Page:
If you’ve worked with React before you may notice a convenience enhancement right away - props and state of the component are passed as arguments to render() for convenient destructuring.


WebComp actually has quite a few features.

JSX React-like syntax Virtual DOM Shadow DOM Component and element lifecycle hooks Attribute to props mapping Event based communication State sharing (context)

  • JSX. Because JSX is awesome
  • React-like syntax and component lifecycle methods
  • Element lifecycle methods
  • Flags. Basiclly they’re namespaced ”service” props
  • Virtual DOM
  • Shadow DOM
  • Link state for inputs
  • Attribute to props mapping
  • Event-based comminicatoon between components
  • State sharing (context)
  • Routing
  • Tiny bundle size
  • Babel preset
  • React Dev Tools integration

Let’s briefly go through the exciting bits.

String render

We’ve already seen JSX, but I also mentioned that you don’t really need a build system to get started with WebComp.

Consider a stateless component:

export default ({ content }) => (
        <h1>Extended Header</h1>

In WebComp, you can write it as a string like this:

export default ({ content }) => `
        <h1>Extended Header</h1>

No JSX used, no bundling/build system necessary, and you still get all the cool things like Virtual DOM.

Shadow DOM

One of the coolest features of Web Components is the Shadow DOM. Shadow DOM provides incapsulation for DOM and styles inside the custom element from the main document. Essentially it’s a DOM inside your DOM.

WebComp fully supports open and closed Shadow DOM.

Linked state

Forget writing onChange handlers for inputs. Every WebComp component has a linkState method, that works like this:

import { WebComponent } from '@webcomp/core';
class CoolHeader extends WebComponent {
    render({ content }) {
        return (
                <input type="text" onChange={this.linkState('preview')} />


Some times you need your components to talk to each other. Now, in a single page app, you’d normally have something like Redux handling the data flow and you’d have your entire app wrapped in some sort of provier component.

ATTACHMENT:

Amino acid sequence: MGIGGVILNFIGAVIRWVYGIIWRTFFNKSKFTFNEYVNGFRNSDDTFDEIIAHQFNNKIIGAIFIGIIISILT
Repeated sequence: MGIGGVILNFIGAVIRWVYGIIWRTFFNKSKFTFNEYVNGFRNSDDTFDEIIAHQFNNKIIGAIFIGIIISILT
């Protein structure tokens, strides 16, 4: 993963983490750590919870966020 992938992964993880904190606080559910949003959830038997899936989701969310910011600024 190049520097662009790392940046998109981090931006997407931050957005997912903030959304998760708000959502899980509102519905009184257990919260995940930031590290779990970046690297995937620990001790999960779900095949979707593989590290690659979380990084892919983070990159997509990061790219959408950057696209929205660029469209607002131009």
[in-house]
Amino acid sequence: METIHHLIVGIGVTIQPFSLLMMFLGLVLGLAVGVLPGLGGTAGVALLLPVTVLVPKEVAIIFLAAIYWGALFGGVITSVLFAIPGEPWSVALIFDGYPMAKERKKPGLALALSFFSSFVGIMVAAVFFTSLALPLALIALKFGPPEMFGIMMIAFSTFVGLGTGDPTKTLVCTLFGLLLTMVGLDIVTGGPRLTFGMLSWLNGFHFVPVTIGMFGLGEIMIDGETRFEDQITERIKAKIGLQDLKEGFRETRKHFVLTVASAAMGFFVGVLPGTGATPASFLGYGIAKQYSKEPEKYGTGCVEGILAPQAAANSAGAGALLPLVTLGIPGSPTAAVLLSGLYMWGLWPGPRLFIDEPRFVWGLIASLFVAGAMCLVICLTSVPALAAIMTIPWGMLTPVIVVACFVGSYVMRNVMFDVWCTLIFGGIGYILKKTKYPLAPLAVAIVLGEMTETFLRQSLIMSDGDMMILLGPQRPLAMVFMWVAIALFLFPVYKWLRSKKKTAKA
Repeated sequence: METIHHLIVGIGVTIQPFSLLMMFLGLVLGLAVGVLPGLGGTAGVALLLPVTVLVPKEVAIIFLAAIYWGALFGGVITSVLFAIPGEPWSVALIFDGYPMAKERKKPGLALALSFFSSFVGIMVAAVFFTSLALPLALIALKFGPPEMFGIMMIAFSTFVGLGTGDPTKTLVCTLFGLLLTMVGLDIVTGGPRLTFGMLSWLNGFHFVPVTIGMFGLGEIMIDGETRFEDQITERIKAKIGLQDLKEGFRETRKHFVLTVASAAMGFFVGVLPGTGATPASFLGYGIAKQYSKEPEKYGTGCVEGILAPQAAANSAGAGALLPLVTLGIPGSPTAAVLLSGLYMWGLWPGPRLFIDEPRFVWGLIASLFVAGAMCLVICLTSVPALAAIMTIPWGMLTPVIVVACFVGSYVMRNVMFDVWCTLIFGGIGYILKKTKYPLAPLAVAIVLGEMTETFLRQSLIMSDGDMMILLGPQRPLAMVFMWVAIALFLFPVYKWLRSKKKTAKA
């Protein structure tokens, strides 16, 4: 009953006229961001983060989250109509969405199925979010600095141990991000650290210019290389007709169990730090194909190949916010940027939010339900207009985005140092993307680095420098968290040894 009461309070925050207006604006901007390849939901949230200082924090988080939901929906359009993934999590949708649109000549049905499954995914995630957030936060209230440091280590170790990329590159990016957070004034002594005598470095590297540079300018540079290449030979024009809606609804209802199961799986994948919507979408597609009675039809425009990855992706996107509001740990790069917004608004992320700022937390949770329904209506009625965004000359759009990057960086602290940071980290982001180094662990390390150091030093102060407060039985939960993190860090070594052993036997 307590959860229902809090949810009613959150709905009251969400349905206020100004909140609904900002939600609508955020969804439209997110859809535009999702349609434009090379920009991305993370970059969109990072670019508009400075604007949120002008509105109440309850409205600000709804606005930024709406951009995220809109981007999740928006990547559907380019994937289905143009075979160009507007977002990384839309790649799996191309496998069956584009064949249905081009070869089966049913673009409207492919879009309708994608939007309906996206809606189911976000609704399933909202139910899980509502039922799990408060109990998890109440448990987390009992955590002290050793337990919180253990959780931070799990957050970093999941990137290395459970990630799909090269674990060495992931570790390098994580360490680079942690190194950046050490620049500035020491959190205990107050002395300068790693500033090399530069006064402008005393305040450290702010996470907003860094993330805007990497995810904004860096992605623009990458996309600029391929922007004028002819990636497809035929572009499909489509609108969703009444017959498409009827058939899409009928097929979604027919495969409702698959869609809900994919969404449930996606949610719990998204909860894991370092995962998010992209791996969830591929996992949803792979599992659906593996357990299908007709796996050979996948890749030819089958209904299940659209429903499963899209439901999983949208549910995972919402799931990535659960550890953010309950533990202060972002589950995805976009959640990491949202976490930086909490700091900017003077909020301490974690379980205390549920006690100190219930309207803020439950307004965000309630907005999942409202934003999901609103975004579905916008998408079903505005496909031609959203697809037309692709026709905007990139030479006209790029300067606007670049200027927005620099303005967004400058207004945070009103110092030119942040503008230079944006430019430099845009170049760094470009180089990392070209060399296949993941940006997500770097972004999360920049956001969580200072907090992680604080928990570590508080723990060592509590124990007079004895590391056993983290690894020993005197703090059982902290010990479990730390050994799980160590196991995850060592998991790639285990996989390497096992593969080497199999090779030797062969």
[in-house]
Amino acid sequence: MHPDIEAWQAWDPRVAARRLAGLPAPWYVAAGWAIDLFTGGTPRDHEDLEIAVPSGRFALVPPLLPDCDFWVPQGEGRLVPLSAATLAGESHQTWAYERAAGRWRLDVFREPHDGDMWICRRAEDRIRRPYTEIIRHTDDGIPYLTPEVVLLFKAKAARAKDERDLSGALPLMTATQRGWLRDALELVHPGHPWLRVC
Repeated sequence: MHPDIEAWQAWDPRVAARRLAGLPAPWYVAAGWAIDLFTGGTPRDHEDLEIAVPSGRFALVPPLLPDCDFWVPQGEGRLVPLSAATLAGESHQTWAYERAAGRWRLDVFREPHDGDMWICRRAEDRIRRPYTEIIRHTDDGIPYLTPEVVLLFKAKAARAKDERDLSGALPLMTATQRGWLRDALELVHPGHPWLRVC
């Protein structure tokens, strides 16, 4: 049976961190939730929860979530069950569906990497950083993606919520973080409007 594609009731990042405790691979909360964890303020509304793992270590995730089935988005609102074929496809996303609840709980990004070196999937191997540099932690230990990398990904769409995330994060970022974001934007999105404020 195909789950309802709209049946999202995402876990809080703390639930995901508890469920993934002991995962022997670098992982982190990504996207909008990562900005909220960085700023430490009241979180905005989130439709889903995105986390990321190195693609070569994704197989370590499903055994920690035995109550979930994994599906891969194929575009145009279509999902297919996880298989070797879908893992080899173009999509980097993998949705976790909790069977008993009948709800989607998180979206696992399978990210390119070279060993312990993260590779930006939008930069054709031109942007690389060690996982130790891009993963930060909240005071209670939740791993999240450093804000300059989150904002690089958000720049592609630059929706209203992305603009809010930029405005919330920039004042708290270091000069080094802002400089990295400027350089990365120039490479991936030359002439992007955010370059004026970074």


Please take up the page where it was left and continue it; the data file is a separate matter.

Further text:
This approach works with React SPAs, but Web Components are self contained, and there may be any number of instances of any number of components on the page, and one component doesn’t know about the others because of the incapsulation. So a different approach was needed for data sharing. 

WebComp has a built in event system based on CustomEvents specification (remember, ”use the platform™”) and it’s extremely simple to use. Let’s say you want a button component to change the color of a header in another component. Here’s how you would write that with WebComp:

import { WebComponent, Event } from '@webcomp/core';

class SuperButton extends WebComponent {
    changeHeaderColor(newColor) {
        return { color: newColor }

    render() {
        return (
            <button onClick={() => this.changeHeaderColor('#f00')} />

Then in your other component:

import { WebComponent } from '@webcomp/core';
class SuperHeader extends WebComponent {
    state = {
        color: 'white',

    componentDidMount() {
        // componentDidMount is a good place to do inits

        this.on('COLOR:CHANGE', this.changeColor); // No need to bind

    changeColor(color) {
        this.setState({ color });

    render() {
        return (
            <h1 style={{ color: this.state.color }}>My Super Header!</h1>

Handlers passed to this.on() are autobound. Magic!
And that’s how you handle data sharing between Web Components in WebComp.


I feel like it’s already too long, so I’m gonna stop here. If you’re interested to know more about WebComp, you can check out the official docs. Features not mentioned here include routing, shared context and more good stuff.

Be sure to check out my other work, you might find my other projects interesting as well.